The TCU Offense: Why didn't it work in 2013?

Offenses are better when this doesn't happen. - Jim Cowsert-US PRESSWIRE

TCU's offense was so bad that it kept the Big 12's best defense not only out of conference title contention, but out of a bowl game (and resulted in both Co-OCs being out of a job). HawkeyedFrog breaks his silence to share his thoughts on the biggest reason that the offense failed.

*Please forgive my absence this past month folks, I've been absolutely swamped with work for my Masters and had some laptop issues that seriously threw off my groove.  I'll be getting up my belated Meet the Commits posts soon, but I thought we could do with something with a little more substance first.

The offensive line was really, really bad.  Casey Pachall had been away from football for a year and then broke his arm before he could get into a groove.  Waymon James couldn't control himself (either walking out on team meetings and practices or possibly with recreational drugs).  We're not running the ball enough.  Trevone Boykin is a bad quarterback.  The wide receivers can't get open.  Did we just throw bubble screens on first and third down?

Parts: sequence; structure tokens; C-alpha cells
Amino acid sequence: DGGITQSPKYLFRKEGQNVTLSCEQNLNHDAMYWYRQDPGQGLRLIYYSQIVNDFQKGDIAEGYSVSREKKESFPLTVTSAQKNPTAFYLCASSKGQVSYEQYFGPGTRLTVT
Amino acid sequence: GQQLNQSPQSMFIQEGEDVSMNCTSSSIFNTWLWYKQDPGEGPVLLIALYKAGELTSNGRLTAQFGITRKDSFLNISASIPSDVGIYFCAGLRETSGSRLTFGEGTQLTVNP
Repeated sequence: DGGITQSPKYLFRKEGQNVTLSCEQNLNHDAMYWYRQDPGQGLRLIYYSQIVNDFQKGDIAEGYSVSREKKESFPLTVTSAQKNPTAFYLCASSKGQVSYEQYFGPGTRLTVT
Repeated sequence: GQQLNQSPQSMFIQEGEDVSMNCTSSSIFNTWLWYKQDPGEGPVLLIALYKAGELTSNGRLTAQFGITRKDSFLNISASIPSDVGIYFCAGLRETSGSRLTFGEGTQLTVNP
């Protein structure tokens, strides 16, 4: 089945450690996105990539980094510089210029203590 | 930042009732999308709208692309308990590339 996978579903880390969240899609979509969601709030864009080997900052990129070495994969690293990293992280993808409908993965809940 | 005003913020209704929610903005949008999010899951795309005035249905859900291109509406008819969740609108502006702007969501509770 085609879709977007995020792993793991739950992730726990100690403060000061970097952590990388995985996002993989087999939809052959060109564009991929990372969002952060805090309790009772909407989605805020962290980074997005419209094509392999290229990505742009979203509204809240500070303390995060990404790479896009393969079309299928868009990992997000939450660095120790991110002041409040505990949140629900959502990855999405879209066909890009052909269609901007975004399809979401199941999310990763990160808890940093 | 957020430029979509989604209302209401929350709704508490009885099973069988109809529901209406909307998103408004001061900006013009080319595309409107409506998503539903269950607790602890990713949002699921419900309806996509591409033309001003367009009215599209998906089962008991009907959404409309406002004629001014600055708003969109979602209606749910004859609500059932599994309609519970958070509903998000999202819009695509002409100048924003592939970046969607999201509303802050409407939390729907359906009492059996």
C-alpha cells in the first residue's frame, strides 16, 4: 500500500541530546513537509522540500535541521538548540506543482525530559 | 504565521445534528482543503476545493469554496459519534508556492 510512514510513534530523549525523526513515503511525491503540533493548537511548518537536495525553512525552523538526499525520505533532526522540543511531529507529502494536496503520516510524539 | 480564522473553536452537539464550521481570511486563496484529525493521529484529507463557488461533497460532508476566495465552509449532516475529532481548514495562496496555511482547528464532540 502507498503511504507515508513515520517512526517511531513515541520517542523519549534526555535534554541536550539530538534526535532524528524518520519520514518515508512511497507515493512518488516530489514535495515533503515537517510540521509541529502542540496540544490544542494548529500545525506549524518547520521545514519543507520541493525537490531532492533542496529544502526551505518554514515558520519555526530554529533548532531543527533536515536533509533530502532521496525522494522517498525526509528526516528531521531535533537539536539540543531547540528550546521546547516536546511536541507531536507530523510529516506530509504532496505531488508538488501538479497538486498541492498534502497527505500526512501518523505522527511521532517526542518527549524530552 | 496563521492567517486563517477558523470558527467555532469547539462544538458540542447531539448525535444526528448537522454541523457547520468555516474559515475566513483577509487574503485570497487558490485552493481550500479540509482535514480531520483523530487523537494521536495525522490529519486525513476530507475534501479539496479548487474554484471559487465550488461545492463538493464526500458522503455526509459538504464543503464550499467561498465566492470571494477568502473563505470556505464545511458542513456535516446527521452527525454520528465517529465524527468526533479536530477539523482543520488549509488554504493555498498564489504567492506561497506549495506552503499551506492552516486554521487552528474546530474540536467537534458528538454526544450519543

The list of why TCU's offense was so bad in 2013 is not a short one by any means, and depending on who you ask any of those reasons may be at the top of their list, but to me the main reason why we have two new offensive coordinators this year is best answered by another question- What kind of offense did TCU run in 2013?  We're long past the point where you can just call on offense "the spread" and have that communicate any meaningful information about your offense.  Over half the Big 12 runs the spread, but Oklahoma's offense doesn't look much like West Virginia's, and even less like Auburn or Oregon's spreads, so just calling an offense a spread doesn't mean a whole heck of a lot anymore.  Instead you need to look closer as to what the offense is trying to accomplish by spreading the defenders out- are you trying to take advantage of fewer men in the box to run the ball up the middle?  Are you counting on your slot receivers creating a mismatch against linebackers or safeties one on one?  Are you leaving men unblocked to create a sort of option play?  Or are you sending people downfield on routes that they can break off when they reach the open area of a zone to force the defense to defend the entire field?  These are the elementary questions you should be asking when you're designing an offense- against the opponent's base defense what exactly are you trying to accomplish?  This is the key to determining an offense's identity and it shouldn't vary too much week to week- your base plays should always work fairly well against a base defense, and it's up to your opponent to adjust the defense to them, compromising other areas of their defense to take away your strength and leaving other areas open, and that's when an offensive coordinator's creativity really comes out to shine with plays like screens and reverses to punish the defense for not playing honest.  When the defense adjusts to those little gimmick plays and are giving you the look you like again you go right back to gashing them with your bread and butter so your offense always stays one step ahead of the game.